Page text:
[00:15:45] Dr. Bourgeois: Yeah. When I was thinking about what I could follow up with, as far as the importance of cytology and treating infection, I thought about how we often ask our clients with allergic patients to bathe and to do a lot of topical therapy. I have my own allergic puppy that I’m dealing with- and having to bathe and train her to enjoy bathing. Something that I have found helpful (you can find it pretty readily, and there are other companies that also produce a similar product) is called the Lick Lick Pad. You can find it online. Essentially, it’s very simple. It is just a product where you can stick something like peanut butter or canned food on it, which has little ridges in it that really catch that food, and then you can stick the other side to the wall of a bathtub. We know some dogs (and occasionally cats, if you have a cat that will allow bathing) do not really appreciate being in there, but we know how important it is to find a way to make it fun. To make it enjoyable can be really helpful. I’ve had a lot of clients who have found the Lick Lick Pad to be something that makes that request of bathing not so daunting. So that’s my little tidbit of a product which I find helpful in these allergic cases.
[00:17:06] Dr. Lancellotti: That’s excellent. I’m sure that will provide relief for many owners who have a hard time with bathing. I think that’s a great tool that you can use. We actually use that and the Aqua Paws Slow Treater in our clinic, as well, to help keep pets focused on one thing while we’re doing a physical exam with them. So it’s just something to make things more enjoyable for the pet and less stressful for the pet owner, as well. Thank you very much. That’s a very helpful ‘Scratching The Itch.’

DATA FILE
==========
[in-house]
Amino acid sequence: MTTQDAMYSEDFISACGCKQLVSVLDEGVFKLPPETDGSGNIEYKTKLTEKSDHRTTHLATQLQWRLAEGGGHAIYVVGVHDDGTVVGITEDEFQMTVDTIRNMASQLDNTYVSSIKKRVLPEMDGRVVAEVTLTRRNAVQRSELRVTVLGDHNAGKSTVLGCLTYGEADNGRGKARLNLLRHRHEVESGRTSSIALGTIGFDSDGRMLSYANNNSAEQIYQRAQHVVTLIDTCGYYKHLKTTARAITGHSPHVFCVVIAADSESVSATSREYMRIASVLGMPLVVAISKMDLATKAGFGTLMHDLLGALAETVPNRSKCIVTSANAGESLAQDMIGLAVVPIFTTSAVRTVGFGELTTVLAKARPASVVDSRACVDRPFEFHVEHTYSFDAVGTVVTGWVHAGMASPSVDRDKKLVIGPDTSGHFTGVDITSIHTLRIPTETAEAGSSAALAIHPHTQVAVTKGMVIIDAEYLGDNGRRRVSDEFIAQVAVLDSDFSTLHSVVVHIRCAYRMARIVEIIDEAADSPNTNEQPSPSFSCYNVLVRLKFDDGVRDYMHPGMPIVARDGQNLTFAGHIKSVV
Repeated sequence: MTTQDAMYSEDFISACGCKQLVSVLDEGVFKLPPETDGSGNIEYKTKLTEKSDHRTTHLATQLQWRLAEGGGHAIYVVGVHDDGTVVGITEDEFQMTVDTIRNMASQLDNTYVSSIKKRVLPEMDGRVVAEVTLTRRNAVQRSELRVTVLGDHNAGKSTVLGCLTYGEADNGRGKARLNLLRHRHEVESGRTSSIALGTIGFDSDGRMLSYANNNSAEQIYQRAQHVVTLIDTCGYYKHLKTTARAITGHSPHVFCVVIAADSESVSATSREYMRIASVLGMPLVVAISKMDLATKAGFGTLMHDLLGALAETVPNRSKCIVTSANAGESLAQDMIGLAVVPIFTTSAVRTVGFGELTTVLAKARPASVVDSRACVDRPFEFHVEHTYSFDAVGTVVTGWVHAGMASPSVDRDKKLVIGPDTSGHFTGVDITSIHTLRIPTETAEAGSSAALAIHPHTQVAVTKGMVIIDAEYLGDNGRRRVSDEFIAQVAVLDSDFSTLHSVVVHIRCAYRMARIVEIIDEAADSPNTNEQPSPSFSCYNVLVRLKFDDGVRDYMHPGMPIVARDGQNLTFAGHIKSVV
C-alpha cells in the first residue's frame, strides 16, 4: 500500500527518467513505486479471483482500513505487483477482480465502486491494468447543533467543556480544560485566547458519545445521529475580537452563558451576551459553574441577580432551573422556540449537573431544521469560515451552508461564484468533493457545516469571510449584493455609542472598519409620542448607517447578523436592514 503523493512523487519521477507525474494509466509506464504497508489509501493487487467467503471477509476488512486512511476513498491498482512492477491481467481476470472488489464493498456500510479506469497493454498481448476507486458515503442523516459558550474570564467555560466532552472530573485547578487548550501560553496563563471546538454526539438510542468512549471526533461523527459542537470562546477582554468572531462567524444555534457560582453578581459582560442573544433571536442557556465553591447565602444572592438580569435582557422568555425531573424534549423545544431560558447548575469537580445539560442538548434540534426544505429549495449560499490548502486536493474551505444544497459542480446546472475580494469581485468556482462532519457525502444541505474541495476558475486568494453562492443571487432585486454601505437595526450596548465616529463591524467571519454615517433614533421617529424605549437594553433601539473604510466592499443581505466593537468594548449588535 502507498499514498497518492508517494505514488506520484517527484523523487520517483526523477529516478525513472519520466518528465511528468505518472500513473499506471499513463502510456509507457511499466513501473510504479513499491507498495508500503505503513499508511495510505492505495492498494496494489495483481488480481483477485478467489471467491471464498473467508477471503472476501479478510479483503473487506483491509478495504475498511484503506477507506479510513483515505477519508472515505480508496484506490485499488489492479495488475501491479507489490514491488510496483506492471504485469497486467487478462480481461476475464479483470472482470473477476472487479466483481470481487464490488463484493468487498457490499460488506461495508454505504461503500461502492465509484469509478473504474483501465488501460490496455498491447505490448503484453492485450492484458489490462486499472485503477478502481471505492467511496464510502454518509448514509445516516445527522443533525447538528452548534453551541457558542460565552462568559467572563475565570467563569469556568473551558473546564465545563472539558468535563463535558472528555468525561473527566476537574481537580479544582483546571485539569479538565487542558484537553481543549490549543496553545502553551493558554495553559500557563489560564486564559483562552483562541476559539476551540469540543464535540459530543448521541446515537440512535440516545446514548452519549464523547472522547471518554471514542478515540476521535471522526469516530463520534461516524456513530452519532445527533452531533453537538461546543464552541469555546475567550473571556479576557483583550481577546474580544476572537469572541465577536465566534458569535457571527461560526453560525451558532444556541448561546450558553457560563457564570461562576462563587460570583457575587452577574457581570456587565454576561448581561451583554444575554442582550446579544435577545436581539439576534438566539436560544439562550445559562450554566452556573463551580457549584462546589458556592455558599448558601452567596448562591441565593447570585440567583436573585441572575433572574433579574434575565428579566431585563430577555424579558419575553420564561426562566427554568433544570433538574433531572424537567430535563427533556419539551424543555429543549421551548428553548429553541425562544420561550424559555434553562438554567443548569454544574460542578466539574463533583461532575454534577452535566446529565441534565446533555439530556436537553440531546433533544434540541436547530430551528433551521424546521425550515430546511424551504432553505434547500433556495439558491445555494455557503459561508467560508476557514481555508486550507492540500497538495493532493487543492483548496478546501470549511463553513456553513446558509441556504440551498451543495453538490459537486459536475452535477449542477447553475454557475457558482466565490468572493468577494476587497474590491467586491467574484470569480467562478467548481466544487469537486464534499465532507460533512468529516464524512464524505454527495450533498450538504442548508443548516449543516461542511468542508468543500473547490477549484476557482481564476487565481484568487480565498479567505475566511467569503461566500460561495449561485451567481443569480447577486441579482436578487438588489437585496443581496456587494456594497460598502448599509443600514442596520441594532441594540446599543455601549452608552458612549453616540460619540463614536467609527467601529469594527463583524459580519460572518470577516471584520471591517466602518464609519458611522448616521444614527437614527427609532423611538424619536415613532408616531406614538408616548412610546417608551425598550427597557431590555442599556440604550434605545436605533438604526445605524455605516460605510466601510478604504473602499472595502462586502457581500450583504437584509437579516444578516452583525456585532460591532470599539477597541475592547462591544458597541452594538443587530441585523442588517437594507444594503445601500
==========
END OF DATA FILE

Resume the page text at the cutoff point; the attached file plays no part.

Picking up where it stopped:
[00:17:34] Dr. Bourgeois: Yeah, no problem. I live and breathe it with my own allergic dogs, so I thought it might be helpful.
[00:17:39] Dr. Lancellotti: Perfect. Thank you very much for joining us, today. I am very happy to have you provide your expertise for our pet owners.
[00:17:46] Dr. Bourgeois: Thank you so much for having me! It’s such an important topic, and I understand how frustrating it can be for pet owners. But we promise- cytology is definitely the best thing that we can do for these cases.
[00:17:58] Dr. Lancellotti: Excellent. Thank you all for listening, and I look forward to your next visit with Your Vet Wants You To Know.
- Gedon, N.K.Y., Mueller, R.S. Atopic dermatitis in cats and dogs: a difficult disease for animals and owners. Clin Transl Allergy 8, 41 (2018).
- Hillier, A., Lloyd, D. H., Weese, J. S., Blondeau, J. M., Boothe, D., Breitschwerdt, E., Sykes, J. E. (2014). Guidelines for the diagnosis and antimicrobial therapy of canine superficial bacterial folliculitis (Antimicrobial Guidelines Working Group of the International Society for Companion Animal Infectious Diseases). Vet Dermatol, 25(3), 163-e143. doi:10.1111/vde.12118
- Morris, D. O., Loeffler, A., Davis, M. F., Guardabassi, L., & Weese, J. S. (2017). Recommendations for approaches to meticillin-resistant staphylococcal infections of small animals: diagnosis, therapeutic considerations and preventative measures.: Clinical Consensus Guidelines of the World Association for Veterinary Dermatology. Vet Dermatol, 28(3), 304-e369. doi:10.1111/vde.1244
- Noli, C, et al. Veterinary Allergy. John Wiley & Sons, Ltd, 2014.
- Nuttall, Timothy J., et al. “Update on Pathogenesis, Diagnosis, and Treatment of Atopic Dermatitis in Dogs.” JOUR AMER VET MED ASSOC, vol. 254, no. 11, pp. 1291–1300 (2019).
- Santoro, D. “Therapies in Canine Atopic Dermatitis: An Update.” Vet Clin North Amer: Small Animal Practice, vol. 49, no. 1, pp. 9–26 (2019).
- Saridomichelakis, M. N., Olivry, T. “An Update on the Treatment of Canine Atopic Dermatitis.” The Vet Jour, vol. 207, pp. 29–37 (2016).